llar HegemonyMercantilism cannot be pursued by any nation in a world trade regime denominated in fiat dollars which has not be backed by gold or other species since President Nixon took the dollar off gold in 1971. Dollar hegemony is a geopolitically-constructed peculiarity through which critical commodities, the most notable being oil, are denominated in fiat dollars. The recycling of petro-dollars into other dollar assets is the price the US has extracted from oil-producing countries for US tolerance for the oil-exporting cartel since 1973. After that, everyone accepts dollars because dollars can buy oil, and every economy needs oil. OPEC had no option except to accept payment for oil in fiat dollars not backed by gold.Oil and Gas ImportsUS consumption has been fairly constant in the past few years. In 2007, about 13.7 million barrels were imports daily and only 5.9 million barrels from OPEC. At $100 a barrel, the aggregate oil bill for the US comes to $2 billion a day, $730 billion a year, about 5.6% of 2007 US gross domestic product (GDP). About 50% of US consumption is imported at a cost of $1 billion a day, or $365 billion a year. Oil and gas import is the single largest component in the US trade deficit, not imports from Japan or China. And unlike low-price import from China, oil import at high oil prices contributed directly to US inflation. This is one of the main reasons why a strong dollar is in the US national interest.Dollar HegemonyDollar hegemony separates the trade value of every currency from direct connection to the productivity of the issuing economy to link it directly to the size of dollar reserves held by the issuing central bank. Dollar hegemony enables the US to own indirectly but essentially the entire global economy by requiring its wealth to be denominated in fiat dollars that the US can print at will with little short-term monetary penalties.World trade is now a game in which the US produces fiat dollars of uncertain exchange value and zero intrinsic value, and the rest of the world produces goods and services that fiat dollars can buy at “market prices” quoted in dollars. Such market prices are no longer based on mark-ups over production costs set by socio-economic conditions in the producing countries. They are kept artificially low to compensate for the effect of overcapacity in the global economy created by a combination of overinvestment and weak demand due to low wages in every economy. Such low market prices in turn push further down already low wages to further cut cost in an unending race to the bottom. Thus China, together with other exporting developing countries, is essentially a victim of global trade under dollar hegemony. If the developing economies could find a way to shift export towards their domestic market, their economies would all be better off.The higher the production volume above market demand, the lower the unit market price of a product must go in order to increase sales volume to keep revenue from falling. Lower market prices require lower production costs which in turn push wages lower. Lower wages in turn further reduces demand. To prevent loss of revenue from falling prices, producers must produce at still higher volume, thus lowering still market prices and wages in a downward spiral.Export economies are forced to compete for market share in the global market by lowering both domestic wages and the exchange rate of their currencies. Lower exchange rates push up the market price of imported commodities which must be compensated by even lower wages in the export sector. The adverse effects of dollar hegemony on wages apply not only to the emerging export economies, but also to the importing US economy because companies will seek higher profit through cross border wage arbitrage. Workers all over the world are oppressed victims of dollar hegemony which turns the labor theory of value up-side-down..Under fiat dollar hegemony, exporting nations compete in global market to capture needed dollars to service dollar-denominated foreign capital and debt, to pay for imported energy, raw material and capital goods, to pay intellectual property fees and information technology fees, all denominated in fiat dollar. Moreover, their central banks must accumulate fiat dollar reserves to ward off speculative attacks on the value of their currencies in world currency markets. The higher the market pressure to devalue a particular currency, the more fiat dollar reserves its central bank must hold. Only the Federal Reserve, the US central bank, is exempt from this pressure to accumulate dollars, because it can issue theoretically unlimited additional dollars at will with monetary immunity. The fiat dollar is merely a Federal Reserve note, no more, no less.Dollar hegemony has created a built-in support for a strong dollar that in turn forces the world’s other central banks to acquire and hold more dollar reserves, making the dollar stronger, fueling a massive global debt bubble denominated in dollars as the US becomes the world’s largest debtor nation. Yet a strong dollar, while viewed by US authorities as in the US national interest, in reality drives the defacement of all fiat currencies that operate as derivative currencies of the dollar, in turn driving the current commodity-led stealth inflation masqueraded as growth as long as wages stay stagnant.When the dollar falls against the euro, it does not mean the euro is rising in purchasing power. It only means the dollar is losing purchasing power faster than the euro. A strong dollar does not always mean high dollar exchange rates. It means only that the dollars will stay firmly anchored as the prime reserve currency for international trade even as it falls in exchange value against other trading currencies from time to time.Structural UnemploymentIn recent decades, central banks of all governments, led by the US Federal Reserve during Alan Greenspan’s watch, had bought economic growth with loose money to feed serial debt bubbles and to contain inflation with “structural unemployment” which has been defined as up to 6% of the work force to keep the labor market from being inflationary. Central banking has mutated from an institution to safeguard the value of money to ensure wages from full employment do not lose purchasing power into one with a perverted mandate to promote and preserve dollar hegemony by releasing debt bubbles denominated in fiat dollars every time the economy falters.Another effect of mercantilism is that the trade deficit countries will face deflation as the gold-backed money supply shrinks. Between 1770 and 1812, European trade exported bullion to pay for goods from Asia, thus reducing the money supply and putting downward pressure on prices and economic activity. This is the reason why inflation was low in the English economy until the Revolutionary and Napoleonic wars when paper money began to circulate widely.Under dollar hegemony, the US put a new wrinkle in this relationship. The US since 1971, with the dollar de-linked from gold, has been able to print additional dollars without inflation because of low-price imports from China while the Chinese trade surplus dollars are reinvested in US capital accounts. The dollar began to lose exchange value in the last two decades since 1987 as the Fed under Greenspan began to print more dollars than low-price Chinese imports could neutralize their inflationary effect. This was the cause of the recurring debt bubbles that burst every decade: the 1987 crash, the 1997 Asian financial crisis and the 2007 debt crisis.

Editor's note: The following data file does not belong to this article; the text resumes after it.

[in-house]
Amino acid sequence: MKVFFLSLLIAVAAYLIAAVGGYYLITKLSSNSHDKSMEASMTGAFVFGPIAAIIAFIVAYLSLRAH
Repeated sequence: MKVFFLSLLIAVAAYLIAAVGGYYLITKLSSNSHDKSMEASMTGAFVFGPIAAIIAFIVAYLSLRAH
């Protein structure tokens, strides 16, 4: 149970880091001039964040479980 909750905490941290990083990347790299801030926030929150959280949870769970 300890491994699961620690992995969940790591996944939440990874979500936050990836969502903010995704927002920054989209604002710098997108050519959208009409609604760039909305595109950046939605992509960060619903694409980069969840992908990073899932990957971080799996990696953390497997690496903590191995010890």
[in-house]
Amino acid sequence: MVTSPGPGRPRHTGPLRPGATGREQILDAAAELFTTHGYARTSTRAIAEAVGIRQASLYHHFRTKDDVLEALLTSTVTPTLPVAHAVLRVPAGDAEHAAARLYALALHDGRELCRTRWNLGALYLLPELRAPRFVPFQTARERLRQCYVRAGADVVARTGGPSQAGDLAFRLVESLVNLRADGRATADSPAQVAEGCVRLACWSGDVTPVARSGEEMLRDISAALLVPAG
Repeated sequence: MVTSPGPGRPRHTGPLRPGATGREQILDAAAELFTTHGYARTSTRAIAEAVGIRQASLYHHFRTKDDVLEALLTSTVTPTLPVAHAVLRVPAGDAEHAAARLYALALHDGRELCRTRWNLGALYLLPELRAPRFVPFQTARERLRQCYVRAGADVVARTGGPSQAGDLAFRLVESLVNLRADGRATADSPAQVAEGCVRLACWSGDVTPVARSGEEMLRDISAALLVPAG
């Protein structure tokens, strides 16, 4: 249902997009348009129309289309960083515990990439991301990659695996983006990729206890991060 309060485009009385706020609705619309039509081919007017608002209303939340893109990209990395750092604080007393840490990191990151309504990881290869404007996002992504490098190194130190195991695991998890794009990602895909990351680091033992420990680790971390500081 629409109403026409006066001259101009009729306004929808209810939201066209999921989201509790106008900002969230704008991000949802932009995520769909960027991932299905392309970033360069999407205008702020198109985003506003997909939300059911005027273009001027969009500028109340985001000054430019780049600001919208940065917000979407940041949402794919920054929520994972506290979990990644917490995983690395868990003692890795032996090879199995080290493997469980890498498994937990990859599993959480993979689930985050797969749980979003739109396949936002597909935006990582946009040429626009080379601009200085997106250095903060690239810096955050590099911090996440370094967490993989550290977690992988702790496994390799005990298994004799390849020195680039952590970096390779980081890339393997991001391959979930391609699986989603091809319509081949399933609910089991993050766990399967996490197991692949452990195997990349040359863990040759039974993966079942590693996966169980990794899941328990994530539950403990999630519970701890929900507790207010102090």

5. PeterJB   February 26, 2010 at 12:13 am